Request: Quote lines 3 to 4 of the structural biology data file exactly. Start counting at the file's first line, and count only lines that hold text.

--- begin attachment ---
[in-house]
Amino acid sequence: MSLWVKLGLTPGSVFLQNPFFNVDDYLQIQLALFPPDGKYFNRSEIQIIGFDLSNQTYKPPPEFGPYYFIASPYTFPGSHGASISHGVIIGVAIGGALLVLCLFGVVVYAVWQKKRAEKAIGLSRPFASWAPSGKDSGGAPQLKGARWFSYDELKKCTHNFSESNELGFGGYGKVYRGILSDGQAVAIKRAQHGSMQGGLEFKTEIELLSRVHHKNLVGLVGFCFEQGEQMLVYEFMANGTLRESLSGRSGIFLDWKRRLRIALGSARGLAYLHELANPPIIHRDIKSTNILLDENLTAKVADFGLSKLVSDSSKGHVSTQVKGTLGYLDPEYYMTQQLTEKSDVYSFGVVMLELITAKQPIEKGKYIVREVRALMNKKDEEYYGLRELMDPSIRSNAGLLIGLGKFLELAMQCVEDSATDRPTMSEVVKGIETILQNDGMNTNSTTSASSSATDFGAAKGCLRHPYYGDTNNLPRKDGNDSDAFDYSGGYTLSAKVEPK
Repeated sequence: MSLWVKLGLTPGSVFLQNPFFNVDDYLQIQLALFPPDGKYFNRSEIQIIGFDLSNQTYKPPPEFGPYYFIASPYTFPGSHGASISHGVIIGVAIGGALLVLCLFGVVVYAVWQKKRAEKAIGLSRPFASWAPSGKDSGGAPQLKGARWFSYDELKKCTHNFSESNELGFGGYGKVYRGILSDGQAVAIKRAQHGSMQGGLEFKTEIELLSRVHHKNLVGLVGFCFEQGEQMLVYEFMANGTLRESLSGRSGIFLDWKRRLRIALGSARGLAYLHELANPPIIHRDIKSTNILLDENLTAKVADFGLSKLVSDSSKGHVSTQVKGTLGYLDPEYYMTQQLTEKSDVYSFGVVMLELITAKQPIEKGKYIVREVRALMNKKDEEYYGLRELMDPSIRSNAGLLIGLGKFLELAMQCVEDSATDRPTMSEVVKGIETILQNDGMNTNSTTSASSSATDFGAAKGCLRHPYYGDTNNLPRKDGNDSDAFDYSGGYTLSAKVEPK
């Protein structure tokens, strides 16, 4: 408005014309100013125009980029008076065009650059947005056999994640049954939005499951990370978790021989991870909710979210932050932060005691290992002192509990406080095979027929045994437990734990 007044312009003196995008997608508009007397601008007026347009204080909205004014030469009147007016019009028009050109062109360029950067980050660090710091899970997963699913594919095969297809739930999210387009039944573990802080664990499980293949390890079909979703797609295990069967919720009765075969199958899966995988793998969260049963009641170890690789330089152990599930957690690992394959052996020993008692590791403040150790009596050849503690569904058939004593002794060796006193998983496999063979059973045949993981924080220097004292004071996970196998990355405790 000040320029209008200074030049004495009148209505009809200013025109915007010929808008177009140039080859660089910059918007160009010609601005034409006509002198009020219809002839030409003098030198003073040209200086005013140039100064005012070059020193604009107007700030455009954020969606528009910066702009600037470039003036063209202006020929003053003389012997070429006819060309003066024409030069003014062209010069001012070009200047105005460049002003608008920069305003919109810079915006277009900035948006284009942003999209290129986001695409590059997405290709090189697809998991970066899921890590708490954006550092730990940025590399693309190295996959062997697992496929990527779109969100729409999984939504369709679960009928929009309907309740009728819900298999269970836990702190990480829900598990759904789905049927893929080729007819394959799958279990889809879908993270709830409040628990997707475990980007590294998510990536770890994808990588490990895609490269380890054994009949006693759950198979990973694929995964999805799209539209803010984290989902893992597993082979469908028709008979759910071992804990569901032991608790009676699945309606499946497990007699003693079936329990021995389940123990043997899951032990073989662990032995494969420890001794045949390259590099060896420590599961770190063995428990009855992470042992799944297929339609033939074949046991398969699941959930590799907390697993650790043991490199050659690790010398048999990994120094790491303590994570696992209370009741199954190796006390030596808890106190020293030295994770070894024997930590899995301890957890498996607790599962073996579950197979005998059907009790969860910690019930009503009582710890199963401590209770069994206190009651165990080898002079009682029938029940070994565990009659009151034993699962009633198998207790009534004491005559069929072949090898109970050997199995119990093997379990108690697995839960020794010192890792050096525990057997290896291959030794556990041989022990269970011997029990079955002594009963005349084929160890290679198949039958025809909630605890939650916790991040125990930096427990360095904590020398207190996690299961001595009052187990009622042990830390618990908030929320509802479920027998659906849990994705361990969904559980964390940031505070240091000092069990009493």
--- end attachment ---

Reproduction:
Repeated sequence: MSLWVKLGLTPGSVFLQNPFFNVDDYLQIQLALFPPDGKYFNRSEIQIIGFDLSNQTYKPPPEFGPYYFIASPYTFPGSHGASISHGVIIGVAIGGALLVLCLFGVVVYAVWQKKRAEKAIGLSRPFASWAPSGKDSGGAPQLKGARWFSYDELKKCTHNFSESNELGFGGYGKVYRGILSDGQAVAIKRAQHGSMQGGLEFKTEIELLSRVHHKNLVGLVGFCFEQGEQMLVYEFMANGTLRESLSGRSGIFLDWKRRLRIALGSARGLAYLHELANPPIIHRDIKSTNILLDENLTAKVADFGLSKLVSDSSKGHVSTQVKGTLGYLDPEYYMTQQLTEKSDVYSFGVVMLELITAKQPIEKGKYIVREVRALMNKKDEEYYGLRELMDPSIRSNAGLLIGLGKFLELAMQCVEDSATDRPTMSEVVKGIETILQNDGMNTNSTTSASSSATDFGAAKGCLRHPYYGDTNNLPRKDGNDSDAFDYSGGYTLSAKVEPK
């Protein structure tokens, strides 16, 4: 408005014309100013125009980029008076065009650059947005056999994640049954939005499951990370978790021989991870909710979210932050932060005691290992002192509990406080095979027929045994437990734990 007044312009003196995008997608508009007397601008007026347009204080909205004014030469009147007016019009028009050109062109360029950067980050660090710091899970997963699913594919095969297809739930999210387009039944573990802080664990499980293949390890079909979703797609295990069967919720009765075969199958899966995988793998969260049963009641170890690789330089152990599930957690690992394959052996020993008692590791403040150790009596050849503690569904058939004593002794060796006193998983496999063979059973045949993981924080220097004292004071996970196998990355405790 000040320029209008200074030049004495009148209505009809200013025109915007010929808008177009140039080859660089910059918007160009010609601005034409006509002198009020219809002839030409003098030198003073040209200086005013140039100064005012070059020193604009107007700030455009954020969606528009910066702009600037470039003036063209202006020929003053003389012997070429006819060309003066024409030069003014062209010069001012070009200047105005460049002003608008920069305003919109810079915006277009900035948006284009942003999209290129986001695409590059997405290709090189697809998991970066899921890590708490954006550092730990940025590399693309190295996959062997697992496929990527779109969100729409999984939504369709679960009928929009309907309740009728819900298999269970836990702190990480829900598990759904789905049927893929080729007819394959799958279990889809879908993270709830409040628990997707475990980007590294998510990536770890994808990588490990895609490269380890054994009949006693759950198979990973694929995964999805799209539209803010984290989902893992597993082979469908028709008979759910071992804990569901032991608790009676699945309606499946497990007699003693079936329990021995389940123990043997899951032990073989662990032995494969420890001794045949390259590099060896420590599961770190063995428990009855992470042992799944297929339609033939074949046991398969699941959930590799907390697993650790043991490199050659690790010398048999990994120094790491303590994570696992209370009741199954190796006390030596808890106190020293030295994770070894024997930590899995301890957890498996607790599962073996579950197979005998059907009790969860910690019930009503009582710890199963401590209770069994206190009651165990080898002079009682029938029940070994565990009659009151034993699962009633198998207790009534004491005559069929072949090898109970050997199995119990093997379990108690697995839960020794010192890792050096525990057997290896291959030794556990041989022990269970011997029990079955002594009963005349084929160890290679198949039958025809909630605890939650916790991040125990930096427990360095904590020398207190996690299961001595009052187990009622042990830390618990908030929320509802479920027998659906849990994705361990969904559980964390940031505070240091000092069990009493």